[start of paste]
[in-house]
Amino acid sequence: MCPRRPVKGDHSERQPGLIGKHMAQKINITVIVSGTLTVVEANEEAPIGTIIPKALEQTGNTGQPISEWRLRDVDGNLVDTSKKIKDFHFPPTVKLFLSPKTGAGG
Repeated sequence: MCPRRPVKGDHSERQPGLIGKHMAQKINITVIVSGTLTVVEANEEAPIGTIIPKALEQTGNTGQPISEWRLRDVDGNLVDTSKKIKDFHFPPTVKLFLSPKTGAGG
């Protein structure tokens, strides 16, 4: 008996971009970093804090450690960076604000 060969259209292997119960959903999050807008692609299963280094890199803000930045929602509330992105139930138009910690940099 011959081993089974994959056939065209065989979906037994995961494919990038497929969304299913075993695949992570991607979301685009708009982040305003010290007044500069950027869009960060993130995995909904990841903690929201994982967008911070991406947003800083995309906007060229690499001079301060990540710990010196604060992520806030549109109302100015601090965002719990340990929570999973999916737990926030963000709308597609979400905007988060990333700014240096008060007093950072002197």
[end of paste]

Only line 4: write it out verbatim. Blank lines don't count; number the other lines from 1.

């Protein structure tokens, strides 16, 4: 008996971009970093804090450690960076604000 060969259209292997119960959903999050807008692609299963280094890199803000930045929602509330992105139930138009910690940099 011959081993089974994959056939065209065989979906037994995961494919990038497929969304299913075993695949992570991607979301685009708009982040305003010290007044500069950027869009960060993130995995909904990841903690929201994982967008911070991406947003800083995309906007060229690499001079301060990540710990010196604060992520806030549109109302100015601090965002719990340990929570999973999916737990926030963000709308597609979400905007988060990333700014240096008060007093950072002197």